names against the land
Thursday I flew into, and yesterday I flew out of, the Washington, D.C. transit hub formerly known as Washington National Airport, now designated by act of Congress as Ronald Reagan Washington National Airport. Not for the first time, I was perfectly satisfied with the airport but slightly angry about the name, not just because it still feels like a mistake (I grew up in DC in the 1970s and 1980s, and the renaming took effect in 1998) but because Reagan—who began his presidency by breaking the union of air traffic controllers; who talked up small government even while he expanded it—seems like an odd, or even a perverse, namesake for a national symbol of infrastructure, federal and state cooperation, and public investment. The massive bronze Gipper who now oversees the airport's pickup and dropoff—perhaps that should be Andropov?— lanes just makes it worse.
But flying into, or out of,
Reagan Washington National isn't just a reason to think about our fortieth president; it's also a reason to think about place names, how they change, why they matter to us, and whether there's a sense in which—if all language is fossil poetry—place names might be fossils of an especially intricate kind. Wordsworth's "Poems on the Naming of Places" (1800) record the private names that he and his friends gave to otherwise nameless points—hills, groves, and prospect points—around the land in northwest England where he lived. Lydia Huntley Sigourney's once extraordinarily famous poem "Indian Names" (1834) notices the ironies in so many American place names: white settlers and white statesmen took the name for one place after another from the native people who were no longer permitted to live there.
You can't tell the story of many American place names without telling stories about dispossession and genocide. But American place names have other stories too: you can find many of them in George R. Stewart's Names on the Land, a memorable, and delightfully old-fashioned, study of how hundreds of U.S. states, mountains, conurbanations, creeks and hamlets got their names: Stewart's 1945 effort has now been put back into print by the incomparable book-publishing arm of the New York Review of Books. I'm making my way through it now, and have already learned about Cape Fear and Virginia, nearly called Wingandacoa: "Thus the first two names the English planted on that coast commemorated virginity and fear, although neither was a commodity held in much repute" by the sailors who "discovered" the places thus named.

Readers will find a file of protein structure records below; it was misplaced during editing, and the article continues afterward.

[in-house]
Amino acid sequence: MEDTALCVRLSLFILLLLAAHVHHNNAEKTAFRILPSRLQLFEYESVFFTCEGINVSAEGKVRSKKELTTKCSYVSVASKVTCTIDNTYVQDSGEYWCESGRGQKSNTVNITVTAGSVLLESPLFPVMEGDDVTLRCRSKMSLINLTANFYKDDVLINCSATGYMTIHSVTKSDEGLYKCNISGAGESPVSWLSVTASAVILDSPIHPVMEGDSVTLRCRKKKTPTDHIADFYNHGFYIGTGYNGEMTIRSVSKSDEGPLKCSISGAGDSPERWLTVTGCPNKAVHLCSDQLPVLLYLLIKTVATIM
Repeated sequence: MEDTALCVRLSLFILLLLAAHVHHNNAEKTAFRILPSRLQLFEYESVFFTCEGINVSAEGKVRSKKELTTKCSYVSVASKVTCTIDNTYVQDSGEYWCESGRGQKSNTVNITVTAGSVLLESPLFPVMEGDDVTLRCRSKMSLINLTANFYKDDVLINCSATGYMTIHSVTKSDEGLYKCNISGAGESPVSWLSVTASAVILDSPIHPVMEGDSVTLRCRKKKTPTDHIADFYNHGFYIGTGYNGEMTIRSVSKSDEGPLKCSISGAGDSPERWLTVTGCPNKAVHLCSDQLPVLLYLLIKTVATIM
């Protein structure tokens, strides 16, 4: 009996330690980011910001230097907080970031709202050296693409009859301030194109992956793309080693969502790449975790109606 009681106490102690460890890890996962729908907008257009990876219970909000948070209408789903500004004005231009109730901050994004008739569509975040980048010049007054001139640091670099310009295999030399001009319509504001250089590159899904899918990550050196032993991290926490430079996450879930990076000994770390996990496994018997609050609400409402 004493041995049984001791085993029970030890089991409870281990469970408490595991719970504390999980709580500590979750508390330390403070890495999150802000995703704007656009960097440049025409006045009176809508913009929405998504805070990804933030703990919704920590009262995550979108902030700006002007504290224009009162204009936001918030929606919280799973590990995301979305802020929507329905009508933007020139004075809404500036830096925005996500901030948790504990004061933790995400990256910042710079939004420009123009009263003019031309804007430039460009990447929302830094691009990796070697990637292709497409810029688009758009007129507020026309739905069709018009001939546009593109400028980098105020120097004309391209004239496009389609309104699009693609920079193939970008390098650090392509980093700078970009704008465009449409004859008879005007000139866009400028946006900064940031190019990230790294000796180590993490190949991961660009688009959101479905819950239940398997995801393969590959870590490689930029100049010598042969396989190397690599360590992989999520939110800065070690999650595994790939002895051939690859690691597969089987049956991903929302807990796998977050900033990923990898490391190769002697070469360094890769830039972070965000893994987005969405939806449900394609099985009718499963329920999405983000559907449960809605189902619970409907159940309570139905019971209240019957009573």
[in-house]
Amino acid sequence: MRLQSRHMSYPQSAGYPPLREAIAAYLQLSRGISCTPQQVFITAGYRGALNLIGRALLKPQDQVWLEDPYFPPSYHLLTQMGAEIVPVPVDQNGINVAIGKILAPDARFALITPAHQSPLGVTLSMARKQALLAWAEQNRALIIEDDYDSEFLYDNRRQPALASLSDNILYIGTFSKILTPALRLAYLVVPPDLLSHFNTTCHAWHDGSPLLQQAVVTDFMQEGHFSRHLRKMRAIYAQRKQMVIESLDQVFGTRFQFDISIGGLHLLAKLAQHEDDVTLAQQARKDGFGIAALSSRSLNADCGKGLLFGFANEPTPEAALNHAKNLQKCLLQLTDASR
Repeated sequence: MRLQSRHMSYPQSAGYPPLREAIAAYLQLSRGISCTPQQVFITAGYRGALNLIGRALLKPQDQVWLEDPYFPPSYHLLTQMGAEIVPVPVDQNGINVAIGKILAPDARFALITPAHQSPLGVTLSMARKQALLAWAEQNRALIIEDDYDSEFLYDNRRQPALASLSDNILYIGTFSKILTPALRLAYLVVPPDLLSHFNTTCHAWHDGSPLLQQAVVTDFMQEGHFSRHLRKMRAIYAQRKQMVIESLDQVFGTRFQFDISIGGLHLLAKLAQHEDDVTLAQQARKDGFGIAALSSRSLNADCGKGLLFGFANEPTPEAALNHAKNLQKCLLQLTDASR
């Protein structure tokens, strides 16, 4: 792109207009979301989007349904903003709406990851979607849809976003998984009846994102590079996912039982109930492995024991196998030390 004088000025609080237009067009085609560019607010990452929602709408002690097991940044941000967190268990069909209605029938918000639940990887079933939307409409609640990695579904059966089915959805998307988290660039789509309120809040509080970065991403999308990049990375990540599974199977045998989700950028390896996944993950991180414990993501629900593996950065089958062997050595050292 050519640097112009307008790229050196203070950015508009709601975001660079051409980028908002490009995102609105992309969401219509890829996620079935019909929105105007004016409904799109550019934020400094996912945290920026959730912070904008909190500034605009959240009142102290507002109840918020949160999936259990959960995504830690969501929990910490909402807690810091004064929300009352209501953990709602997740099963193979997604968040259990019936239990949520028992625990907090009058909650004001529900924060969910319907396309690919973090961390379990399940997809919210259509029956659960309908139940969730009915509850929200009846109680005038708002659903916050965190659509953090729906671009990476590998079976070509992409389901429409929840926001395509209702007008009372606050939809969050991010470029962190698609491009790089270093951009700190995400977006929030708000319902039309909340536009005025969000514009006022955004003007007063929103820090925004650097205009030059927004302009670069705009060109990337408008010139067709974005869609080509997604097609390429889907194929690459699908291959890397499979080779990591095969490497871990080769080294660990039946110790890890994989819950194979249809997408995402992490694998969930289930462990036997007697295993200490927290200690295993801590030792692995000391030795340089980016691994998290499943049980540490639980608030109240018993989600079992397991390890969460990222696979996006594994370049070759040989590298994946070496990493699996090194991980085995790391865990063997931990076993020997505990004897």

Stewart goes on to explain why so many sites in Massachusetts replicate English place names, and why so few are named for European-American persons; why poorly-overheard Spanish in Florida created the "Appalachians"; why Suffield, or Southfield, is the name of the northernmost town in Connecticut; and much else in the first fifty-odd pages alone. And yet he displays a neat modesty about his whole etymological, locodescriptive, toponymic, chorographic project. Some people, Stewart writes, "think first of the soft play of vowels" when they cherish a place name, Stewart writes, or else they "like a name which sounds strange and distant. But the deepest poetry of a name and its first glory lie, not in liquid sounds, but in all that shines through that name—the hope or terror, or passion or wit, of those who named it. The second glory of a name, as with Marathon or Valley Forge, springs later from the deeds done there."
Stephanie (also Steph; formerly Stephen) Burt is a poet, literary critic, and professor. In 2012, the New York Times called Burt “one of the most influential poetry critics of [her] generation.” Burt grew up around Washington, DC and earned a BA from Harvard and PhD from Yale. She has published four collections of poems: Advice...